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Goal Perspective Theory

Goal Perspective Theory

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Goal Perspective Theory

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  1. Goal Perspective Theory Chapter 6

  2. Achievement Goal Orientations • Task Orientation (mastery) • Ego Orientation (competitive)

  3. Other Goal Orientations • Some researchers have identified additional goal orientations: - Goal to avoid embarrassment or defeat. - Social Approval goal orientation.

  4. Developmental Nature of Goal Orientation • 2-6 Years of Age (task orientation) • 7-11 Years of Age (ego orientation) • 12 Years of Age and Older (varies)

  5. Developmental Stages: Differentiating • Undifferentiated Goal Perspective (effort, ability and outcome are same). • Beginning to Differentiate. • Greater Ability to Differentiate. • Differentiated Goal Perspective (effort, ability and outcome are different).

  6. Measuring Goal Orientation • Task and Ego Orientation in Sport Questionnaire (TEOSQ; Duda, 1989). • Perceptions of Success Questionnaire (POSQ; Roberts, 1993). • Sports Orientation Questionnaire (SOQ, Hill, 1993).

  7. Goal Involvement • Goal Orientation Relates to an Individual’s Disposition to be either Task or Ego Oriented. • Goal Involvement is Situation Specific, and Relates to how an Individual Responds to a Specific Achievement Situation.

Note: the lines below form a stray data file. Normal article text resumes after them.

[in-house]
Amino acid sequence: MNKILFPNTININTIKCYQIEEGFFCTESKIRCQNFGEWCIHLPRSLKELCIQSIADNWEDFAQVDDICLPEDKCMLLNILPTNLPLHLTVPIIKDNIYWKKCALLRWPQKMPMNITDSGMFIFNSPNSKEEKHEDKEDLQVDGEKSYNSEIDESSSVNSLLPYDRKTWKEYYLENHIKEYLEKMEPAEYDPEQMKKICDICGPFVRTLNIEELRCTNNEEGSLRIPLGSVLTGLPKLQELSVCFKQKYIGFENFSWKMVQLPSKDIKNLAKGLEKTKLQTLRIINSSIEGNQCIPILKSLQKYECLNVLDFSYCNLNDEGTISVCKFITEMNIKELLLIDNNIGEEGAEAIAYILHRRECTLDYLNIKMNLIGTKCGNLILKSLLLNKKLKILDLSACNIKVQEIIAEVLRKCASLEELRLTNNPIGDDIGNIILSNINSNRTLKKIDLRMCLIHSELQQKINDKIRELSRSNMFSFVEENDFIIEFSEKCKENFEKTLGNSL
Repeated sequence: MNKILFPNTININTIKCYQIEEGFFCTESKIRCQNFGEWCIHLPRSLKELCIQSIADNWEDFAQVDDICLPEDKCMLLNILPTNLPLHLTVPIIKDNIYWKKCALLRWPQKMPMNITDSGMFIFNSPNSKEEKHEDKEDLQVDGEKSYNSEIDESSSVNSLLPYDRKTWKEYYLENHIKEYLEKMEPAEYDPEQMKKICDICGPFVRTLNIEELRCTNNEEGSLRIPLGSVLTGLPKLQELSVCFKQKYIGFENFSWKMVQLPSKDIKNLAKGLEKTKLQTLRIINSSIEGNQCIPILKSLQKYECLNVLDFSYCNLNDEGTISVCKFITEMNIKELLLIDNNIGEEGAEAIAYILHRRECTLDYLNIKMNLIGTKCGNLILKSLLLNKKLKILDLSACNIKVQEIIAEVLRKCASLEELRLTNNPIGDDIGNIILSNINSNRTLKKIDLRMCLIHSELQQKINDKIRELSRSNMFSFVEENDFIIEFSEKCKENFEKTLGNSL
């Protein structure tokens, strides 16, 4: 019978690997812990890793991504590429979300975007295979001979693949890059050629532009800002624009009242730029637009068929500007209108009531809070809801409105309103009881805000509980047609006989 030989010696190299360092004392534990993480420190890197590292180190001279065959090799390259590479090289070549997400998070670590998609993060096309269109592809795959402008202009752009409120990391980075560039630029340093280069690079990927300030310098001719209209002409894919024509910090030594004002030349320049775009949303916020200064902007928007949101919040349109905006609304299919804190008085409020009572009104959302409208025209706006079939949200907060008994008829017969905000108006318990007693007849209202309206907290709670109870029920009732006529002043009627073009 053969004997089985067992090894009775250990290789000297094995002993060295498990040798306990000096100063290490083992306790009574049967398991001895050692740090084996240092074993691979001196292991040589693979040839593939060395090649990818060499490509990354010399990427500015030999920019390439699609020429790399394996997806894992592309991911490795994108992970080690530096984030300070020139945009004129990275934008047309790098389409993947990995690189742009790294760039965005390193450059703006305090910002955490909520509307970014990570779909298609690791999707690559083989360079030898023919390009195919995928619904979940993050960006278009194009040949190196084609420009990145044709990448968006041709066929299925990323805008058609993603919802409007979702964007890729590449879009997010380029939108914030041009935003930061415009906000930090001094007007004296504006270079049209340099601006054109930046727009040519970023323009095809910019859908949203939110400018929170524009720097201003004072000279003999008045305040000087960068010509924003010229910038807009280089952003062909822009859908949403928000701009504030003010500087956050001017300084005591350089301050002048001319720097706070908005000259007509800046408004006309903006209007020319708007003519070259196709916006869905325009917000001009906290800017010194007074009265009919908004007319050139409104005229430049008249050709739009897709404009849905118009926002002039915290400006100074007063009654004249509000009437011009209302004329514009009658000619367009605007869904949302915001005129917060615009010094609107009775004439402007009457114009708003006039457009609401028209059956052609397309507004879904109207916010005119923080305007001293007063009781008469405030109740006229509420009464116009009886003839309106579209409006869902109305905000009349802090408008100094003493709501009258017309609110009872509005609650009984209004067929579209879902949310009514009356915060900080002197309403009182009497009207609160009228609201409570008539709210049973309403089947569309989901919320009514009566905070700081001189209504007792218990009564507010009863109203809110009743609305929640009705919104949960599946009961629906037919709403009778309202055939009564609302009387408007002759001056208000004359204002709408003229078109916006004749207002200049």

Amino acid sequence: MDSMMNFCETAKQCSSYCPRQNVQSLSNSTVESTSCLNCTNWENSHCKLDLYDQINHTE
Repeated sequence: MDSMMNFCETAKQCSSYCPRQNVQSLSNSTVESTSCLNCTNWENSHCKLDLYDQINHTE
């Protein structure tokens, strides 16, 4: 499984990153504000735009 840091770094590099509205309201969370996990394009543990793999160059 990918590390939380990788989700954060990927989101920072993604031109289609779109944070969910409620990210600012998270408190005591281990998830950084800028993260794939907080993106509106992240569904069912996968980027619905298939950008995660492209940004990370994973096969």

8. Motivational Climate • Mastery Climate • Competitive Climate

  9. Characteristics of a Mastery Climate • Athletes receive positive reinforcement from the coach for: - Hard work and improvement. - Demonstrating cooperation. - Believing that every athlete’s contribution is important.

  10. Characteristics of a Competitive Environment • Athlete perceives that: - Poor performance is punished. - High-ability athletes get the attention. - Competition among athletes is encouraged.

  11. Importance of Motivational Climate and Mastery Goal Orientation • Motivational climate influences both goal orientation as well as goal involvement. • Over time, a mastery climate can cause an athlete to become more task-goal oriented.

  12. Goal Orientation and Moral Functioning • Moral functioning is linked with good or bad sportspersonship. • Research links high levels of moral functioning with a task goal orientation. • Research links low levels of moral functioning with an ego goal orientation.

  13. Characteristics of Task and Ego Goal Orientation • Adaptive Motivational Patterns – Athletes engage in challenging tasks that allow them to demonstrate persistence and sustained effort. • Maladaptive motivational patterns – Athletes do not want to engage in a challenging task if they believe they can’t be successful.

  14. Adaptive Motivational Patterns • Generally exhibited by task goal oriented athletes. • Can be exhibited by ego goal oriented athlete as long as they have a high perception of personal ability.

  15. Maladaptive Motivational Pattern • Primarily exhibited by an ego goal oriented individual who has a low perception of his or her own ability.

  16. Goal Orientation and Motivational Climate Interaction • High Task Orientation in Combination with a High Mastery Climate Expected to Yield Best Results. • Low Task Orientation in Combination with High Competitive Climate Expected to Yield Worst Results.

  17. Ego Goal Orientation All Bad? • Numerous studies have demonstrated that a high level of ego goal orientation can be good. • Because the two constructs are independent, the best combination of goal orientation may be to be high in both task and ego goal orientation. • Perceived low ability in combination with a high ego goal orientation leads to maladaptive motivational patterns.

  18. Goal Perspective Theory Chapter 6